I felt the need earlier this week to wash my car unknowingly just days before our next winter weather event. It had warmed up outside a little, the early spring birds had been chirping in the morning hours and the grey days of winter seem to be loosening their grip a little. I chose the automatic bay as I swiped my frequent washers card only to be rejected. I had no available credit left so I used another piece of plastic and into the wash I went, minus nine plastic dollars. It is nice to have a clean car but it is also important to wash away all the abrasive ice-melting chemicals that have attached themselves to the sensitive metal parts of my vehicle. Those chemicals are great for melting ice but really bad for rotting away metal. So without leaving the comfort of my heated seat, the exterior of car would be cleaned! And then when I got home with a little effort, I used our shop-vac that sucked out all the loose dirt and debris on the inside of my car.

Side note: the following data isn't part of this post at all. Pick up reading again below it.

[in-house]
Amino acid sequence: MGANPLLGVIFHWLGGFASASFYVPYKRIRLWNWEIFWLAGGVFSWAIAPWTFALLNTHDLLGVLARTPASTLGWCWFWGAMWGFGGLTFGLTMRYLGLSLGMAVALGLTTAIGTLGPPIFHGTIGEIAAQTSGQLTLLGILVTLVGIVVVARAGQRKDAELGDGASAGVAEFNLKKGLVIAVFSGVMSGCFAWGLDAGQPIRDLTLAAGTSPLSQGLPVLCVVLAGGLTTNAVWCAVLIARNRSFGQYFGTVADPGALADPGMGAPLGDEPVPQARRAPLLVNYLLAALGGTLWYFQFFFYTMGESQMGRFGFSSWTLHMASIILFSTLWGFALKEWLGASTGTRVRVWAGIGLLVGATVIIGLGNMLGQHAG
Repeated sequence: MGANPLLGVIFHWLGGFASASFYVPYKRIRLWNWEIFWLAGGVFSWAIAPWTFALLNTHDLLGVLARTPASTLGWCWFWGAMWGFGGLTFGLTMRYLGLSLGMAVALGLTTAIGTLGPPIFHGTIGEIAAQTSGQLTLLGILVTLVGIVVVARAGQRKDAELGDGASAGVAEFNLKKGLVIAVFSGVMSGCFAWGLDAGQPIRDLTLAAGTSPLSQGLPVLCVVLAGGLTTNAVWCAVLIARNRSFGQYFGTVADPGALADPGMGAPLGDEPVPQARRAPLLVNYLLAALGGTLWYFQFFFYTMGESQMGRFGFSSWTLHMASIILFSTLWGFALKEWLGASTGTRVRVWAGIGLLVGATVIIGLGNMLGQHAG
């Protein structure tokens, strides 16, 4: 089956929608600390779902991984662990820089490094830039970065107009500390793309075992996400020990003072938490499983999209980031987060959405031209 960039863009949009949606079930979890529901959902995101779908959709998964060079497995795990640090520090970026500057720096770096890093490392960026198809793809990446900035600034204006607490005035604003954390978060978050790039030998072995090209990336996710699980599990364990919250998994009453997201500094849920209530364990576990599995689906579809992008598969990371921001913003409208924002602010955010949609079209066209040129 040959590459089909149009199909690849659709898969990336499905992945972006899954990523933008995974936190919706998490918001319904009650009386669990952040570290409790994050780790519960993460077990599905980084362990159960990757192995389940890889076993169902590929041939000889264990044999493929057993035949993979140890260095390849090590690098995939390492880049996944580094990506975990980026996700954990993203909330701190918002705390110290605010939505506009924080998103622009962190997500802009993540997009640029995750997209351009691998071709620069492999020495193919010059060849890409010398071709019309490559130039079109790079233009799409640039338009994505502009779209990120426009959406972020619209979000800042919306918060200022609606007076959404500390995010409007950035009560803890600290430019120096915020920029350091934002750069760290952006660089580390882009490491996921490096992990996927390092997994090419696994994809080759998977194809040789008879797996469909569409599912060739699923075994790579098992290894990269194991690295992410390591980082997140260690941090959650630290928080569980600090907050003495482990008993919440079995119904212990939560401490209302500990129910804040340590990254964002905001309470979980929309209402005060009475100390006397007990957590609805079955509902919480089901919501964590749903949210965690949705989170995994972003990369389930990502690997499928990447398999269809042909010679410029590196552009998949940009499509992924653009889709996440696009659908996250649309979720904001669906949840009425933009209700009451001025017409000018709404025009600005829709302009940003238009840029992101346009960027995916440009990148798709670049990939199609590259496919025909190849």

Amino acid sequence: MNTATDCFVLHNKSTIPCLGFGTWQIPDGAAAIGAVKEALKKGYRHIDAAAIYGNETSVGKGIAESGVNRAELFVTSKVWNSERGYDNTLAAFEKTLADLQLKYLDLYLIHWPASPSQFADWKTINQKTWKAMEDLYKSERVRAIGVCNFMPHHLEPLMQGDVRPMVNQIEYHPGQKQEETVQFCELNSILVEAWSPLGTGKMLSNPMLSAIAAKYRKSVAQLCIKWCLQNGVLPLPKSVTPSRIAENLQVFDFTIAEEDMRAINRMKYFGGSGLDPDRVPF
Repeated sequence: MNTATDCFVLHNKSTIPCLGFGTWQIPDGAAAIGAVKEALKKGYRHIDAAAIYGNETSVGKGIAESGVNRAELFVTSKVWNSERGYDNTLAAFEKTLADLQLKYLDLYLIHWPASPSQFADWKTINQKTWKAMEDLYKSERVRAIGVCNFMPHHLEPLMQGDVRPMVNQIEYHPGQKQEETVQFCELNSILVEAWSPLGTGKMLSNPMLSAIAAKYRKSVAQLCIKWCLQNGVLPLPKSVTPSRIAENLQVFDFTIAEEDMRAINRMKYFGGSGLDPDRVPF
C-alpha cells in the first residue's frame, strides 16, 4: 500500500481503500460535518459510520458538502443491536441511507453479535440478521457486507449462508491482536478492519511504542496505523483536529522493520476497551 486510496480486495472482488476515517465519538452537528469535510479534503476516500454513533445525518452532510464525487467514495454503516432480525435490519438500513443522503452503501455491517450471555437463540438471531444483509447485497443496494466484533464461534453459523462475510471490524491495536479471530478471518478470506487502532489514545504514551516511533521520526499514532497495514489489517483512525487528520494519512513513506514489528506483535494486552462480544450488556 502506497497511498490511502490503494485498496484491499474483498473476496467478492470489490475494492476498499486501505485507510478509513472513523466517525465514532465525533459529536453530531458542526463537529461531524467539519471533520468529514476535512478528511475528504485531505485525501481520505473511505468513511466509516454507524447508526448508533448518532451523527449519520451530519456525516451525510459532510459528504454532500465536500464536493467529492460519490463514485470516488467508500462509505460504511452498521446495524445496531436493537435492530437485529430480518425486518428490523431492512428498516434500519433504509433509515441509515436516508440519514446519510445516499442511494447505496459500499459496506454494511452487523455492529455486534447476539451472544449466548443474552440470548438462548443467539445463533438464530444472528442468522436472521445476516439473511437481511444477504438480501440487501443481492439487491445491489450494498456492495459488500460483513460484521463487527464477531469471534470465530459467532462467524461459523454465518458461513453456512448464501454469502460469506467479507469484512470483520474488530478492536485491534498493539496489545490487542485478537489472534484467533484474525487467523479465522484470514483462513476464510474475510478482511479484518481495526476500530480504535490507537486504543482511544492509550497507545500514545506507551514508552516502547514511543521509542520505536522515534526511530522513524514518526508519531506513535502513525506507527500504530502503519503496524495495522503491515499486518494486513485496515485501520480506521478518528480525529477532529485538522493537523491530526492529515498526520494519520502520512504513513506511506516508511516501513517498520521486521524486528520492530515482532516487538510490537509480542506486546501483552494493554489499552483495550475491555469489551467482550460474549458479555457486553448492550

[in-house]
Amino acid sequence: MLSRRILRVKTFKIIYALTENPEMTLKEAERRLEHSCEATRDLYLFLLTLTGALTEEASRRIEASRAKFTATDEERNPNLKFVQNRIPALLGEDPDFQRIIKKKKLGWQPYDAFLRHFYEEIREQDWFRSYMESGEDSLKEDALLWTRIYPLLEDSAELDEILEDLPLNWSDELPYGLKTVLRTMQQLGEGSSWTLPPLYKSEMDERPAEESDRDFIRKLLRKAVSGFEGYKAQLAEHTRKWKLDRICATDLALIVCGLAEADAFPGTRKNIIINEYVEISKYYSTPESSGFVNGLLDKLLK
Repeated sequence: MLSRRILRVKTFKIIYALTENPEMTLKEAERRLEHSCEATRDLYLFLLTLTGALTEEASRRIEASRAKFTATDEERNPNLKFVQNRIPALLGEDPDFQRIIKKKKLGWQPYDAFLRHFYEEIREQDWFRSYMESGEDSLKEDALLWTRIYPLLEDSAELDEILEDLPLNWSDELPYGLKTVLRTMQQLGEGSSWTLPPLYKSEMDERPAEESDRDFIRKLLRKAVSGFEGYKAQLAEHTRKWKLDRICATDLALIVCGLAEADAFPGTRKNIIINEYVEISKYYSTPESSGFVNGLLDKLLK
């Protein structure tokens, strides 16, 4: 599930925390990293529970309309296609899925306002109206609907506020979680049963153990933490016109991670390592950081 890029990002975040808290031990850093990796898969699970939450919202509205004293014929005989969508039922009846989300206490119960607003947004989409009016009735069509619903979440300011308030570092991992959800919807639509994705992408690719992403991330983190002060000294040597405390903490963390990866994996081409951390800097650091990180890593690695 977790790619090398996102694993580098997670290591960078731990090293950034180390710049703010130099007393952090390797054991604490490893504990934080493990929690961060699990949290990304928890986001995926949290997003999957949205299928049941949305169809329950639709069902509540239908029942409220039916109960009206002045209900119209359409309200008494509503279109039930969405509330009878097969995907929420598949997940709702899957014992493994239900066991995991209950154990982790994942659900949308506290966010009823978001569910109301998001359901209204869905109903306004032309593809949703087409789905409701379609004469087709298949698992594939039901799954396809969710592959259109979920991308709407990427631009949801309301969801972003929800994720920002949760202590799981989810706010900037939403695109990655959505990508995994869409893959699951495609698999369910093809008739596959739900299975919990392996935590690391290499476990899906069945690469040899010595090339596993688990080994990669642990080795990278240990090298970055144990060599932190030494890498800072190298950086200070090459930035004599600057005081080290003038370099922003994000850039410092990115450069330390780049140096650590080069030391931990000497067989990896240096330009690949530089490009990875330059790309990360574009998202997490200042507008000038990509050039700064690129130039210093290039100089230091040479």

I got on this topic of clean because this upcoming week is clean week for the Orthodox. We begin clean week with a time to ask forgiveness of our church family and friends. Lent is a spiritual growth time of self-examination, and it usually is a struggle with our pride, anger and at times our health, as we try to navigate the waters where we deny ourselves of our usual worldly habits and make more time for Him.